With a longstanding interest in science and biology, Jessie Lee Sherrod, MD, earned her bachelor’s degree in mathematics at Tougaloo College in 1971 and her Doctor of Medicine from Harvard Medical School in 1975, becoming the first student from Tougaloo College to attend Harvard. Joining the University of California Los Angeles, she completed an internship, residency and fellowship before earning a Master of Public Health in 1980. Dr. Sherrod began her career in 1982 as a public health commissioner with the Los Angeles County Public Health Commission and then spent two years as a visiting assistant professor of pediatrics and infectious disease at the UCLA Medical Center from 1987 to 1989.
In 1988, Dr. Sherrod was recruited to the Los Angeles County Department of Health Services as the chief physician, hospital epidemiologist and director of infectious disease control. Her first order of business was working with one of the department’s affiliated hospitals to decrease its nosocomial infection rate, and she later rewrote the infection-control manual for a 400-bed hospital with roughly 4,000 employees. During this tenure, she furthered her education and received a certificate in health care management from the medical management and leadership program at the University of Southern California in 1997. Dr. Sherrod retired from the medical field in 2001.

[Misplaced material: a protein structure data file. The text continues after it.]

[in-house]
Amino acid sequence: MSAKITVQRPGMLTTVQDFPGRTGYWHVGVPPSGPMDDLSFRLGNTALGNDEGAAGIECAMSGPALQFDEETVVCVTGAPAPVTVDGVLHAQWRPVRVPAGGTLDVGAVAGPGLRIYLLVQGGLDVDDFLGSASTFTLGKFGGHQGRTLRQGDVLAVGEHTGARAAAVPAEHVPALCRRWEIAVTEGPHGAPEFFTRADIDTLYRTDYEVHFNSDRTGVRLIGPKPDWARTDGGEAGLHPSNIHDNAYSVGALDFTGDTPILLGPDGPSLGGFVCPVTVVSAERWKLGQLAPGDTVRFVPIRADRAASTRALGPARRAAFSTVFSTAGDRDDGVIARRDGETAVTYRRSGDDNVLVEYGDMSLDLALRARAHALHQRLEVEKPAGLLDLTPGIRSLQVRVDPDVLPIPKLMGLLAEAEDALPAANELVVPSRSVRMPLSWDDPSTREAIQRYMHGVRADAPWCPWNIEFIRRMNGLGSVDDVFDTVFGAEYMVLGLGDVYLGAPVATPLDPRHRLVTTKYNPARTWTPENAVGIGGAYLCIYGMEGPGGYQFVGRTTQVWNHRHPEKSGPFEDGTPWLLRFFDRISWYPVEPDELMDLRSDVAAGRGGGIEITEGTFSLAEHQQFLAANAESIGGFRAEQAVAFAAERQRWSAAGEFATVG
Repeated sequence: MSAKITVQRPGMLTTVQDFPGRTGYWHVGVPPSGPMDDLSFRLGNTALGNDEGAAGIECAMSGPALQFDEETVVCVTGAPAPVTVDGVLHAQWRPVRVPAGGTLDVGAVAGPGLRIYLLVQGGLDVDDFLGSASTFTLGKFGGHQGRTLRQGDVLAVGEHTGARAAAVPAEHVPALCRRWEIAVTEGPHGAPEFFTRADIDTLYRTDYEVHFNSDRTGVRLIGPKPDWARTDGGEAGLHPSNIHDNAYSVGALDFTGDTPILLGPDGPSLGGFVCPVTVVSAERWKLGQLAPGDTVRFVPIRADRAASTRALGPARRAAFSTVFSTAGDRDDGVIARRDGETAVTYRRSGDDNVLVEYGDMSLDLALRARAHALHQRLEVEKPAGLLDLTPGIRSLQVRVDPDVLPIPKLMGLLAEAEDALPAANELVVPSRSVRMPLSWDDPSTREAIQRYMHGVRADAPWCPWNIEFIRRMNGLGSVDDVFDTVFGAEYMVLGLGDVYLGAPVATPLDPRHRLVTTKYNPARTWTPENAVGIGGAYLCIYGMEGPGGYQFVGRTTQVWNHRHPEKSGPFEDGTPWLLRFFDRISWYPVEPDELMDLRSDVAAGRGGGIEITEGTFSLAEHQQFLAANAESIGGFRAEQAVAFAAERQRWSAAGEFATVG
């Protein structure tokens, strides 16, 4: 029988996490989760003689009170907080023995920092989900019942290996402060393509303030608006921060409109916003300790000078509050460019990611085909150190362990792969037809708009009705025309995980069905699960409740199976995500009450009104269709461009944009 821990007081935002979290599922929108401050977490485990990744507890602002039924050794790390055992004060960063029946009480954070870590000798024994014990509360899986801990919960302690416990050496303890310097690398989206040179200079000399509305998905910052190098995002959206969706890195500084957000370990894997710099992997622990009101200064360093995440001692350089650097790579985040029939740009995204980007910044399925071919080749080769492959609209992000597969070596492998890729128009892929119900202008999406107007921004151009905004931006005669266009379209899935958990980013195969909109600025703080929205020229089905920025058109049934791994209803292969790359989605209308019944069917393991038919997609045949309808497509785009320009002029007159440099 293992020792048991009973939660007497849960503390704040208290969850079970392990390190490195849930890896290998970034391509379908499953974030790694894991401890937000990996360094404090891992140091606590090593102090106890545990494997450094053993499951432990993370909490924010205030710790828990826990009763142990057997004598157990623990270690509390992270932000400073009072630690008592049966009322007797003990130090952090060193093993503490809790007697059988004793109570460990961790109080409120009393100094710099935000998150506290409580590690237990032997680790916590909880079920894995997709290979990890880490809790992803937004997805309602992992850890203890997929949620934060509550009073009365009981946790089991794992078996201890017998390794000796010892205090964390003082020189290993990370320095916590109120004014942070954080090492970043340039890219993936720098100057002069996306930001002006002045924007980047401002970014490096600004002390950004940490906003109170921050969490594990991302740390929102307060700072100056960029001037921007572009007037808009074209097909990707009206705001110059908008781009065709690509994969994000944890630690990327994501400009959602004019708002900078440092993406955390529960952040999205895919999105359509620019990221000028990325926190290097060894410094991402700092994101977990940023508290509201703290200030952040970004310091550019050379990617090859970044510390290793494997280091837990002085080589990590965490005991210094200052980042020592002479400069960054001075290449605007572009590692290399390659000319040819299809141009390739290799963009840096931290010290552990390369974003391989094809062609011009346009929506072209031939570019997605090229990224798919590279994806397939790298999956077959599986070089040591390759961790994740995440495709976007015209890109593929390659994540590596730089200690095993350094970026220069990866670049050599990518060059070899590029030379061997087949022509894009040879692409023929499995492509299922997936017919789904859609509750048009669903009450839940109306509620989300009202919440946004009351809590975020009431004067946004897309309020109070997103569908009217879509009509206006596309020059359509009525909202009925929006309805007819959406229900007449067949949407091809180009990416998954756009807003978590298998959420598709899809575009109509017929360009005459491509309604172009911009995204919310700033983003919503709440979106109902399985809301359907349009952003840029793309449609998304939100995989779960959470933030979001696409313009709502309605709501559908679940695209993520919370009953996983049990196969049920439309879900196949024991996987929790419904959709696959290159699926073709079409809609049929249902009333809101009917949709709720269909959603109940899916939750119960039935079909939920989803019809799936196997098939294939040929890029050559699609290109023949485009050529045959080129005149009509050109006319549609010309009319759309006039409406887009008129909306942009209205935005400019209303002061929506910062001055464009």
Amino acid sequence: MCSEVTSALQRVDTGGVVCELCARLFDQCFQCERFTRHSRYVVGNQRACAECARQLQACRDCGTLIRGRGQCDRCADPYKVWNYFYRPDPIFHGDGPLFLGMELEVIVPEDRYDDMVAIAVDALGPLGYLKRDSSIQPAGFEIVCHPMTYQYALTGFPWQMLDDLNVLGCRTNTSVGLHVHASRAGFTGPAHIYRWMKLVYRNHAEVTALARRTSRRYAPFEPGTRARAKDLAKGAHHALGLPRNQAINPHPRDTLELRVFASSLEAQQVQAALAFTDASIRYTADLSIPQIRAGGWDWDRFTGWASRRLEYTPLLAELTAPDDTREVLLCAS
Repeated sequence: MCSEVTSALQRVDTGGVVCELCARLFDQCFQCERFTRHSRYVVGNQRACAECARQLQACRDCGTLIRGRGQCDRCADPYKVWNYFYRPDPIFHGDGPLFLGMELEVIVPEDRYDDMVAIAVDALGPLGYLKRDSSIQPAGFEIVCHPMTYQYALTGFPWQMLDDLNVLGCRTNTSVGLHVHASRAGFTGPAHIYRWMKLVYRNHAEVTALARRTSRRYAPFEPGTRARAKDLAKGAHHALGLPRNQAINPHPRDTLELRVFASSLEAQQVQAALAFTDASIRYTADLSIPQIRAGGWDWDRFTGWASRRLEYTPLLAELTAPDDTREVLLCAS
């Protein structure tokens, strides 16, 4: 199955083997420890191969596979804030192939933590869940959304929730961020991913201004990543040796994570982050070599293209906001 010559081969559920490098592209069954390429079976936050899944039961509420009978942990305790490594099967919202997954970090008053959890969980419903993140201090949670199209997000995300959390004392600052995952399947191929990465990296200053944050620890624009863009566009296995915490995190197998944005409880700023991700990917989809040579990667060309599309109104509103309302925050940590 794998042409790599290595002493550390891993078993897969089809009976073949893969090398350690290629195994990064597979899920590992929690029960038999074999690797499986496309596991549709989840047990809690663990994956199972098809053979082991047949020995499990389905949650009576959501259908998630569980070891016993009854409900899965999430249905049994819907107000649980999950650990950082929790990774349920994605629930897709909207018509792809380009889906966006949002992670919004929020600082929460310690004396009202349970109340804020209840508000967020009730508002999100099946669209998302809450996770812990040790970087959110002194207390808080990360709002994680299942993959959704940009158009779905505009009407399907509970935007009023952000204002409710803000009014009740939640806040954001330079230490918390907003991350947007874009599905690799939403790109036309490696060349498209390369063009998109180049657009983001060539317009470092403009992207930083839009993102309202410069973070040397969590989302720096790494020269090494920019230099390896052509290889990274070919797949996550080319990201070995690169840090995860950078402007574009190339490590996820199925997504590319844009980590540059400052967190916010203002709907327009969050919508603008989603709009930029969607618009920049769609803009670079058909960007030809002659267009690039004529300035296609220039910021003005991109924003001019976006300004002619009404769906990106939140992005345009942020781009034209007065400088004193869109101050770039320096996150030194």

Alongside her primary responsibilities, Dr. Sherrod notably founded the Association of Black Women Physicians in 1982. Since its inception, they have provided scholarships to more than 500 students and done considerable work to combat racism in the medical field and promote health equity and diversity. She remains active with the association, doing community outreach and mentoring up-and-coming professionals. Additionally, she chaired the pediatric section of the National Medical Association from 1992 to 1998 and served on the Advisory Committee on Immunization Practices from 1995 to 1998. Dr. Sherrod is also a fellow of the American Academy of Pediatrics and a co-founder of the Black Health Trust.
Attributing much of her success to her family and mentors, Dr. Sherrod considers her greatest achievements to be establishing the Association of Black Women Physicians and publishing the first-ever study on compliance and immunizations in three settings in 1984. As she looks toward the future, she hopes to publish a history of the Association of Black Women Physicians and continue mentoring young Black women who are pursuing careers in medicine. For her excellence, Dr. Sherrod was featured in “Against All Odds: Celebrating Black Women in Medicine” in 2015 and was named Woman of the Year by the Los Angeles County Commission for Women in 2010.